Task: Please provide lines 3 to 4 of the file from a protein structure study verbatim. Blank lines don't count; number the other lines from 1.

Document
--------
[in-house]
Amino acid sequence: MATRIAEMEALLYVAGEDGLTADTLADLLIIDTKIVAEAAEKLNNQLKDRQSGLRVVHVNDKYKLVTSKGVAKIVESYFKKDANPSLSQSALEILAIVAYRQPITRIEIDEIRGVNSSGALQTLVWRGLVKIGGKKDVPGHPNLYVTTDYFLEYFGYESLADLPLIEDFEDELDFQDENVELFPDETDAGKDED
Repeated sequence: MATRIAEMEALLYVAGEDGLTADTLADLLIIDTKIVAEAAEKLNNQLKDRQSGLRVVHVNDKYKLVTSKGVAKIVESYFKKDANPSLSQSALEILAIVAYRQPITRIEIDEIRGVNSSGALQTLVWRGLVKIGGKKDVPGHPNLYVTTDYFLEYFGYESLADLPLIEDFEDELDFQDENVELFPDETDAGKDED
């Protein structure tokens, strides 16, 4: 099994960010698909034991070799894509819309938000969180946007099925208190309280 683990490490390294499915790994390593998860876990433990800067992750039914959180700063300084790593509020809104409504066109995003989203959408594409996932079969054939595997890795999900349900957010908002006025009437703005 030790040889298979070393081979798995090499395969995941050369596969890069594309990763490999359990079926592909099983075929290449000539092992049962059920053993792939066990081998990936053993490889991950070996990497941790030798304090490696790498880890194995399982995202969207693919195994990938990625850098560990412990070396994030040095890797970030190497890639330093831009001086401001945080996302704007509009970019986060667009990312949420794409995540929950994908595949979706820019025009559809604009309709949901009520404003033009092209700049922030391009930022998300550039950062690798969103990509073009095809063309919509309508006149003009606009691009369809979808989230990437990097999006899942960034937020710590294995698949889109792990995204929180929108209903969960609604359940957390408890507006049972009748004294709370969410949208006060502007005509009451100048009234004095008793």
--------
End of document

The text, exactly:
Repeated sequence: MATRIAEMEALLYVAGEDGLTADTLADLLIIDTKIVAEAAEKLNNQLKDRQSGLRVVHVNDKYKLVTSKGVAKIVESYFKKDANPSLSQSALEILAIVAYRQPITRIEIDEIRGVNSSGALQTLVWRGLVKIGGKKDVPGHPNLYVTTDYFLEYFGYESLADLPLIEDFEDELDFQDENVELFPDETDAGKDED
């Protein structure tokens, strides 16, 4: 099994960010698909034991070799894509819309938000969180946007099925208190309280 683990490490390294499915790994390593998860876990433990800067992750039914959180700063300084790593509020809104409504066109995003989203959408594409996932079969054939595997890795999900349900957010908002006025009437703005 030790040889298979070393081979798995090499395969995941050369596969890069594309990763490999359990079926592909099983075929290449000539092992049962059920053993792939066990081998990936053993490889991950070996990497941790030798304090490696790498880890194995399982995202969207693919195994990938990625850098560990412990070396994030040095890797970030190497890639330093831009001086401001945080996302704007509009970019986060667009990312949420794409995540929950994908595949979706820019025009559809604009309709949901009520404003033009092209700049922030391009930022998300550039950062690798969103990509073009095809063309919509309508006149003009606009691009369809979808989230990437990097999006899942960034937020710590294995698949889109792990995204929180929108209903969960609604359940957390408890507006049972009748004294709370969410949208006060502007005509009451100048009234004095008793």